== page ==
On January 15th, 2019, HE Francisco Carlo Escobar Pedreschi, the first ever ambassador to the People’s Republic of China, visited INBAR HQ.
The visit involved a tour around INBAR’s Bamboo and Rattan Showroom followed by a discussion between INBAR Director General Dr. Hans Friederich, Ambassador Pedreschi and INBAR and embassy staff.
Panama has been a member of INBAR for 8 years, since 1 September 2010. However, since the country has only had diplomatic relations with INBAR’s host country of China since 2017, there has been only limited opportunities for the country’s focal point, the Ministry of Environment, to visit HQ and get to know our work. It was therefore a great honour to officially welcome HE Carlos Francisco Escobar to INBAR on the 15th January 2019, and to speak to him about how his country can fully benefit from membership and from its rich bamboo resources.
In Panama, as in many countries in Central America, some species of bamboo are native – 22 species, to be exact. But bamboo is scarcely used as an economic plant. Ambassador Pedreschi remembers that in his family farm, bamboo also grows:
“In fact, some of my family members have recently been talking about the possibility of growing bamboo on our land! Panama is receptive to bamboo.”
Although recent INBAR training sessions and the Caribbean International Bamboo Symposium have been attended by Panamanians, Ambassador Pedreschi admits that this is “just the start”: Awareness raising, training and education are the key to taking full advantage of what these plants have to offer.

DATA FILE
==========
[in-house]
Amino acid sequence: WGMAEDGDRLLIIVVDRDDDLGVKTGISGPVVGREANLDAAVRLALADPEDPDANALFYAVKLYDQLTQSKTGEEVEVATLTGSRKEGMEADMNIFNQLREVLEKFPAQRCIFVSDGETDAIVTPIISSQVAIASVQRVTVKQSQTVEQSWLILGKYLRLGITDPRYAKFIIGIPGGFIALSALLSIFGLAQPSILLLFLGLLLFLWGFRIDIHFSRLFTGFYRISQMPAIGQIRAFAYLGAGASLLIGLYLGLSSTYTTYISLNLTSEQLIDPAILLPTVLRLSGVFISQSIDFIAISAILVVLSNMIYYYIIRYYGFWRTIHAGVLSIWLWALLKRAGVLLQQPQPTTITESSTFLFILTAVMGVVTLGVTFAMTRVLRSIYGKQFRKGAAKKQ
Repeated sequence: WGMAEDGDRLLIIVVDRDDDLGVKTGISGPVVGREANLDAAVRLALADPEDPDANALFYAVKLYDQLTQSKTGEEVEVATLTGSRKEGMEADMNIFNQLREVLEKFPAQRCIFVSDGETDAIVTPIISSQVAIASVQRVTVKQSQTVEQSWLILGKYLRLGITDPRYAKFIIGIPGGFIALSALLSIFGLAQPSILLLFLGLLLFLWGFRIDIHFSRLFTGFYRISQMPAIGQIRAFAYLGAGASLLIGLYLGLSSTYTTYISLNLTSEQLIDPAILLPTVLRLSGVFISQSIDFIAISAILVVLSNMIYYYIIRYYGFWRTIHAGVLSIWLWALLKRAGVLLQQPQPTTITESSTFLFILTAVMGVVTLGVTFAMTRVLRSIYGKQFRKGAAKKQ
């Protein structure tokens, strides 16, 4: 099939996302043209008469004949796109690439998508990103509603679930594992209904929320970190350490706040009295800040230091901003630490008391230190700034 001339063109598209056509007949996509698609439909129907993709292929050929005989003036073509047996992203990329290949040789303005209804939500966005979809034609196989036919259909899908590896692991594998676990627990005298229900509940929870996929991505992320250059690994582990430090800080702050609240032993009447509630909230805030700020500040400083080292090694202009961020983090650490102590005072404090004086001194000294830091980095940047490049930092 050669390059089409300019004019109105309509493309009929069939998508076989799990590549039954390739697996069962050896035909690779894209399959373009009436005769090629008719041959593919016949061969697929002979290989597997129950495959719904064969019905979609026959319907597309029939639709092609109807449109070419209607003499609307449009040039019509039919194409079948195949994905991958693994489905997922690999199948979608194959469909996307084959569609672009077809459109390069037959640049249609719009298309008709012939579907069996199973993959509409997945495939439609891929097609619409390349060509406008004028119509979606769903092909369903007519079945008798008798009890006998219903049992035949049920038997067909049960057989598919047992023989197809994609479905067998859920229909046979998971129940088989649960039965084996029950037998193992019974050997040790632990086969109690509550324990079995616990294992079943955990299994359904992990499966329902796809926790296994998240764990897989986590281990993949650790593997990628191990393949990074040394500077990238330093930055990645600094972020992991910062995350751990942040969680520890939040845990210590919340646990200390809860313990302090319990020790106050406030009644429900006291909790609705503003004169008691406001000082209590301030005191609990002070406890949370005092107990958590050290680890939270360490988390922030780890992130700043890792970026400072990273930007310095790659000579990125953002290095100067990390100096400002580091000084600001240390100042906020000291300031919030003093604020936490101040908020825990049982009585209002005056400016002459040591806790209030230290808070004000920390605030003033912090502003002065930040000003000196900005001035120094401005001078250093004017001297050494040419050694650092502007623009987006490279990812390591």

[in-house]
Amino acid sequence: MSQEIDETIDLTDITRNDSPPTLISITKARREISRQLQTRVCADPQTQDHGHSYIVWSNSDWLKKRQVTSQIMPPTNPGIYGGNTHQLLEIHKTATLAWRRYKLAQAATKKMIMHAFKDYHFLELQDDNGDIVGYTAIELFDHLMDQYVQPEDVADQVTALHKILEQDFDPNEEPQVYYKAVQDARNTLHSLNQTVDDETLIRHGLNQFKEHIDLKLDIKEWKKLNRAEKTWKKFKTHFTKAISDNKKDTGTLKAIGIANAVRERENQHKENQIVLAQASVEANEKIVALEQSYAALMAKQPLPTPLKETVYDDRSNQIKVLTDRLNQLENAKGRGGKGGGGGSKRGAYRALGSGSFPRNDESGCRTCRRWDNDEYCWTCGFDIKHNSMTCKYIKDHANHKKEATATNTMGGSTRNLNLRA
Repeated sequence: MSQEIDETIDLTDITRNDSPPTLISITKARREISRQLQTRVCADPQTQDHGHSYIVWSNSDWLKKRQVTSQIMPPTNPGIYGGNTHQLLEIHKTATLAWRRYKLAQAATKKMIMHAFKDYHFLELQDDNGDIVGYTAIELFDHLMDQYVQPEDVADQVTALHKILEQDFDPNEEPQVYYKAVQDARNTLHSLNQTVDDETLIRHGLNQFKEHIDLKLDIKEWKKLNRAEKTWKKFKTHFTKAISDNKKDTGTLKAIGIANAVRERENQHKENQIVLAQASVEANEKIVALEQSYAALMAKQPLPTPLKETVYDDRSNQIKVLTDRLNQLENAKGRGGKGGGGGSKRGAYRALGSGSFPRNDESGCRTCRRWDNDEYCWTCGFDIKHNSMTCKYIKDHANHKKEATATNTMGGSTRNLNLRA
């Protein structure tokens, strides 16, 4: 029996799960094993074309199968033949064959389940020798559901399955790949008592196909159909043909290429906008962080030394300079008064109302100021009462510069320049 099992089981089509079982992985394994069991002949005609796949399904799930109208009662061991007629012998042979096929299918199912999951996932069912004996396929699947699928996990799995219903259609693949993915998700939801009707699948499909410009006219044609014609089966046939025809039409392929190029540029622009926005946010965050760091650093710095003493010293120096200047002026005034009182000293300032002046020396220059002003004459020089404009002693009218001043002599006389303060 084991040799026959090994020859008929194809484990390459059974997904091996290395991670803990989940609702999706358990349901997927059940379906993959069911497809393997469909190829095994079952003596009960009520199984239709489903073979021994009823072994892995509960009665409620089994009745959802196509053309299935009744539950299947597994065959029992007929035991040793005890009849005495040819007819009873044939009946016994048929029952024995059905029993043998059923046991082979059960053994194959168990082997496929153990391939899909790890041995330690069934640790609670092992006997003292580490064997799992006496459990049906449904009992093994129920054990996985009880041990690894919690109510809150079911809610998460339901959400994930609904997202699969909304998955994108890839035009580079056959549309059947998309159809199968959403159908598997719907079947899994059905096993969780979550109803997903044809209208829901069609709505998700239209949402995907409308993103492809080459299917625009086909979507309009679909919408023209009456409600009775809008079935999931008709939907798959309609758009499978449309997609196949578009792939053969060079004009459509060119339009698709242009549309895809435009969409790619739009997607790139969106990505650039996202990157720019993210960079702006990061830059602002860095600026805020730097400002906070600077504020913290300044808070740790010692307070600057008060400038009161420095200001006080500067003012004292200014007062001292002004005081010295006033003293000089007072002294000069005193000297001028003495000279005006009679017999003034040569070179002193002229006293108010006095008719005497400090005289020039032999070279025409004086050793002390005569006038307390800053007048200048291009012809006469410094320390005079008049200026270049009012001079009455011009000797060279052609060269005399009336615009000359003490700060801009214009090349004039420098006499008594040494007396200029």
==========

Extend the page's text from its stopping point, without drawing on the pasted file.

A self-described “businessman” at heart and with many years of experience in the private sector under his belt, Ambassador Pedreschi has also served his country as Ambassador of Cuba and Canada. His businessman’s instinct tells him that bamboo could be a way for his country to increase trade and livelihoods whilst protecting the environment and meeting sustainability targets.
“Business objectives and environmental objectives don’t usually see eye to eye: But Bamboo is a win-win for a place like Panama, where we have land which which to develop such an industry.” He told us. “I say I’m a businessman, but business must go along with what is right for the planet, and right for humanity.”
Of course, right now, what is right for humanity is swift, decisive action on climate change and environmental problems. Pedreschi is posted in Beijing with his young children, and mentioned that even they are increasingly aware of and passionate about environmental problems – particularly global warming, as their favourite movie is Happy Feet 2, a heartwarming tale with a message about the melting ice caps. If our children want to make a difference, he told us, then surely we have a responsibility to do something.
Ambassador Pedreschi told INBAR that he is particularly interested in bamboo’s potential as a carbon sink, especially since Panama’s government has committed to a reforestation programme aiming to reach 1000000 hectares of reforested land. Bamboo, a fast growing grass that can grow even on the most degraded soils and can be harvested for income without destroying the root system, would be an ideal choice for at least part of this initiative, especially because it has also been shown to reduce soil erosion – a serious problem in nearly every country.
We are looking forward to working together with Ambassador Pedreschi now and in the future as we grow in our shared capacity to promote bamboo and rattan for sustainable development in Panama.